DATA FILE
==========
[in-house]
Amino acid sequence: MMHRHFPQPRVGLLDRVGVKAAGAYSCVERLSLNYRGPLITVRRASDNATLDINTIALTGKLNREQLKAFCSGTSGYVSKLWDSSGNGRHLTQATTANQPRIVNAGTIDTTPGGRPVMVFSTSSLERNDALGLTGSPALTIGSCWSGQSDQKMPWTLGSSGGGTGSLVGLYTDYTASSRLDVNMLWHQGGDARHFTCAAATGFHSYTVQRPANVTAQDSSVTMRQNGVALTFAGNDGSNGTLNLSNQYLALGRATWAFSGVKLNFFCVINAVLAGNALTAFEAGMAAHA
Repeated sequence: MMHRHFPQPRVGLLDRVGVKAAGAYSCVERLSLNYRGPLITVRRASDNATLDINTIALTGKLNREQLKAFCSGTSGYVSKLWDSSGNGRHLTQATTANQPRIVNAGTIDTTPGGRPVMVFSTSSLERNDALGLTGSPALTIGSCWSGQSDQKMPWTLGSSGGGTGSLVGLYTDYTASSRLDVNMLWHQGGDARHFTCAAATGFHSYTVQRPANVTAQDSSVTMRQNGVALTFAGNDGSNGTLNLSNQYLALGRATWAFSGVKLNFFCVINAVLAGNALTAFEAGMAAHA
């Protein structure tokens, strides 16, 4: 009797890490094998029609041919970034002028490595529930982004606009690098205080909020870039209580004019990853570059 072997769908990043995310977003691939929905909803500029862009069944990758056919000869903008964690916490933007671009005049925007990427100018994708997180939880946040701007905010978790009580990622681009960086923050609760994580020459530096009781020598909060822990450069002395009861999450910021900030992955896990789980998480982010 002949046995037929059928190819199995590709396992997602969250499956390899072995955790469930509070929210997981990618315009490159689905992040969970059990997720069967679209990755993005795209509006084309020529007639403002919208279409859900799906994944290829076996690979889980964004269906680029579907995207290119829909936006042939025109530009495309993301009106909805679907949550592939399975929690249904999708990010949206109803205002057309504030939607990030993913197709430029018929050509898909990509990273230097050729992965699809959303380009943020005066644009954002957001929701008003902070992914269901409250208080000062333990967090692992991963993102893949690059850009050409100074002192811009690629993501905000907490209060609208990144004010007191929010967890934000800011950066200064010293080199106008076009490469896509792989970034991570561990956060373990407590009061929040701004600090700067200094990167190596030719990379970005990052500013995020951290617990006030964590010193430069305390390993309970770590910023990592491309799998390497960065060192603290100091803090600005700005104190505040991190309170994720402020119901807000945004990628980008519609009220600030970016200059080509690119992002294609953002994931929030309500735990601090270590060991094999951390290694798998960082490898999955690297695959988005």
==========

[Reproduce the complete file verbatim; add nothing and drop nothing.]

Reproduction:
[in-house]
Amino acid sequence: MMHRHFPQPRVGLLDRVGVKAAGAYSCVERLSLNYRGPLITVRRASDNATLDINTIALTGKLNREQLKAFCSGTSGYVSKLWDSSGNGRHLTQATTANQPRIVNAGTIDTTPGGRPVMVFSTSSLERNDALGLTGSPALTIGSCWSGQSDQKMPWTLGSSGGGTGSLVGLYTDYTASSRLDVNMLWHQGGDARHFTCAAATGFHSYTVQRPANVTAQDSSVTMRQNGVALTFAGNDGSNGTLNLSNQYLALGRATWAFSGVKLNFFCVINAVLAGNALTAFEAGMAAHA
Repeated sequence: MMHRHFPQPRVGLLDRVGVKAAGAYSCVERLSLNYRGPLITVRRASDNATLDINTIALTGKLNREQLKAFCSGTSGYVSKLWDSSGNGRHLTQATTANQPRIVNAGTIDTTPGGRPVMVFSTSSLERNDALGLTGSPALTIGSCWSGQSDQKMPWTLGSSGGGTGSLVGLYTDYTASSRLDVNMLWHQGGDARHFTCAAATGFHSYTVQRPANVTAQDSSVTMRQNGVALTFAGNDGSNGTLNLSNQYLALGRATWAFSGVKLNFFCVINAVLAGNALTAFEAGMAAHA
């Protein structure tokens, strides 16, 4: 009797890490094998029609041919970034002028490595529930982004606009690098205080909020870039209580004019990853570059 072997769908990043995310977003691939929905909803500029862009069944990758056919000869903008964690916490933007671009005049925007990427100018994708997180939880946040701007905010978790009580990622681009960086923050609760994580020459530096009781020598909060822990450069002395009861999450910021900030992955896990789980998480982010 002949046995037929059928190819199995590709396992997602969250499956390899072995955790469930509070929210997981990618315009490159689905992040969970059990997720069967679209990755993005795209509006084309020529007639403002919208279409859900799906994944290829076996690979889980964004269906680029579907995207290119829909936006042939025109530009495309993301009106909805679907949550592939399975929690249904999708990010949206109803205002057309504030939607990030993913197709430029018929050509898909990509990273230097050729992965699809959303380009943020005066644009954002957001929701008003902070992914269901409250208080000062333990967090692992991963993102893949690059850009050409100074002192811009690629993501905000907490209060609208990144004010007191929010967890934000800011950066200064010293080199106008076009490469896509792989970034991570561990956060373990407590009061929040701004600090700067200094990167190596030719990379970005990052500013995020951290617990006030964590010193430069305390390993309970770590910023990592491309799998390497960065060192603290100091803090600005700005104190505040991190309170994720402020119901807000945004990628980008519609009220600030970016200059080509690119992002294609953002994931929030309500735990601090270590060991094999951390290694798998960082490898999955690297695959988005």